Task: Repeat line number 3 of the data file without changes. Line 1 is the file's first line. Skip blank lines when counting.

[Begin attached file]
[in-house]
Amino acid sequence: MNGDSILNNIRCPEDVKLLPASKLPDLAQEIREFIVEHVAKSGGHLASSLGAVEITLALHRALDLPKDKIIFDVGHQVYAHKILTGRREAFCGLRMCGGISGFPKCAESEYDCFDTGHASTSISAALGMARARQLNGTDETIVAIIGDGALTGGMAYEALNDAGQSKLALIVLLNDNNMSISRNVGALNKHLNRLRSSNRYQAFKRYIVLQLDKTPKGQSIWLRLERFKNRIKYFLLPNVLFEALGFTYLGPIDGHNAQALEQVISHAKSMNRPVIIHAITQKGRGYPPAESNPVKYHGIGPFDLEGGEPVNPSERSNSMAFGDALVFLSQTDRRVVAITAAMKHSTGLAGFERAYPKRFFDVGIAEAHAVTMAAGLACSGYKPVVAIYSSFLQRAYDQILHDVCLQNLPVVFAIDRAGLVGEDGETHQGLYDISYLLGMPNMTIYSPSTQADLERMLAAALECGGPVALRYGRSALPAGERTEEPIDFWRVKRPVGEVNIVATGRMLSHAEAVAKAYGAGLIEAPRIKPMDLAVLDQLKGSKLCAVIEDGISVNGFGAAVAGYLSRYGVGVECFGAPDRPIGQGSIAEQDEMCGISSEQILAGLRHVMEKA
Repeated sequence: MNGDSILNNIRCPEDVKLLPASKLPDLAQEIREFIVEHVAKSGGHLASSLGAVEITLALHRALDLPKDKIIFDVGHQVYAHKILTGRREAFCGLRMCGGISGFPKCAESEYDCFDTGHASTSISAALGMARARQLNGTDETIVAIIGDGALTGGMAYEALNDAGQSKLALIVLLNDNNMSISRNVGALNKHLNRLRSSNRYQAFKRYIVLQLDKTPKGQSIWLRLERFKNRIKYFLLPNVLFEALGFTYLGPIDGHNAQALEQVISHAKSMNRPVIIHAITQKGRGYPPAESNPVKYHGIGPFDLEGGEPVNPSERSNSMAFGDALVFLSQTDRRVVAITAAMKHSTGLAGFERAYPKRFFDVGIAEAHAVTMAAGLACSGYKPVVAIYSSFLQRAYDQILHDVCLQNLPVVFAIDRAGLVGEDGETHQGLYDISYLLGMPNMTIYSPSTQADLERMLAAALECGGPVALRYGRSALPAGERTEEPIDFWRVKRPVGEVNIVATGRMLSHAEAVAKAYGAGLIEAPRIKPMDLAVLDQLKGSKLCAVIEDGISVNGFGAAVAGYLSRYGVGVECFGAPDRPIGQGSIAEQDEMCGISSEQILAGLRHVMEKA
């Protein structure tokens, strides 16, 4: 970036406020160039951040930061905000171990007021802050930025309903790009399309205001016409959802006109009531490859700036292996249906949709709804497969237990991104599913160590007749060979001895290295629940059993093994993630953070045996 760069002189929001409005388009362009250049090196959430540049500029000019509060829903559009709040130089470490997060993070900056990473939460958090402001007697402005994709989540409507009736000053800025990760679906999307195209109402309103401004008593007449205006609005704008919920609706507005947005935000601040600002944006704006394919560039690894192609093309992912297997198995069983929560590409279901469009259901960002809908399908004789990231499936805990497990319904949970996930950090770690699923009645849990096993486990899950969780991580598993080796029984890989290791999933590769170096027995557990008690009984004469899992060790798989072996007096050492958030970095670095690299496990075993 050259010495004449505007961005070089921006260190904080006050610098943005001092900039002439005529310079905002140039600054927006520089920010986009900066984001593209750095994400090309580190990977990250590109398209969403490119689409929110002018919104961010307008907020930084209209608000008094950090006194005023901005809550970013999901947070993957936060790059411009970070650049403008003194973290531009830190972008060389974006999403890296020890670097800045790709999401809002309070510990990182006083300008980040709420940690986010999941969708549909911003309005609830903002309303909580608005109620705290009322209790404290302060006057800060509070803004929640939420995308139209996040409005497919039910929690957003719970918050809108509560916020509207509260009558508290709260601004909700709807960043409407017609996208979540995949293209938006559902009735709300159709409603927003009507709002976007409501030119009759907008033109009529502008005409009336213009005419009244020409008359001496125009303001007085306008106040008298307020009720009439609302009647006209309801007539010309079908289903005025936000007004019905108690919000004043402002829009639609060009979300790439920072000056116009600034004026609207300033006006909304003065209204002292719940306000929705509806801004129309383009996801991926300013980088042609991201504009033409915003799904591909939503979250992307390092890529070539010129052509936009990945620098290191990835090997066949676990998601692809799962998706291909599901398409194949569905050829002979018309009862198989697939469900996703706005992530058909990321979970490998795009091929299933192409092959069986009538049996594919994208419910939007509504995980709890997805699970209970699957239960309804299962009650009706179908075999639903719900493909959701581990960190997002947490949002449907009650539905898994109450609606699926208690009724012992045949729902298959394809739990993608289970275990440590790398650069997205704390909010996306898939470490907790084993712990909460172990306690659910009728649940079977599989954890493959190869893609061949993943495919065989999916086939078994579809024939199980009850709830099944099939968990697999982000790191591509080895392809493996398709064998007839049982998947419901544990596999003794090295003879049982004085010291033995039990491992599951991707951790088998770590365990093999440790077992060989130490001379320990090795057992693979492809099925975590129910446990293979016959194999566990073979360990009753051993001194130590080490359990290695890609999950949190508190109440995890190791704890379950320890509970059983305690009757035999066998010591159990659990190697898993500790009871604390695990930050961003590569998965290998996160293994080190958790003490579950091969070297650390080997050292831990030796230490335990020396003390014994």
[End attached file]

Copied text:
Repeated sequence: MNGDSILNNIRCPEDVKLLPASKLPDLAQEIREFIVEHVAKSGGHLASSLGAVEITLALHRALDLPKDKIIFDVGHQVYAHKILTGRREAFCGLRMCGGISGFPKCAESEYDCFDTGHASTSISAALGMARARQLNGTDETIVAIIGDGALTGGMAYEALNDAGQSKLALIVLLNDNNMSISRNVGALNKHLNRLRSSNRYQAFKRYIVLQLDKTPKGQSIWLRLERFKNRIKYFLLPNVLFEALGFTYLGPIDGHNAQALEQVISHAKSMNRPVIIHAITQKGRGYPPAESNPVKYHGIGPFDLEGGEPVNPSERSNSMAFGDALVFLSQTDRRVVAITAAMKHSTGLAGFERAYPKRFFDVGIAEAHAVTMAAGLACSGYKPVVAIYSSFLQRAYDQILHDVCLQNLPVVFAIDRAGLVGEDGETHQGLYDISYLLGMPNMTIYSPSTQADLERMLAAALECGGPVALRYGRSALPAGERTEEPIDFWRVKRPVGEVNIVATGRMLSHAEAVAKAYGAGLIEAPRIKPMDLAVLDQLKGSKLCAVIEDGISVNGFGAAVAGYLSRYGVGVECFGAPDRPIGQGSIAEQDEMCGISSEQILAGLRHVMEKA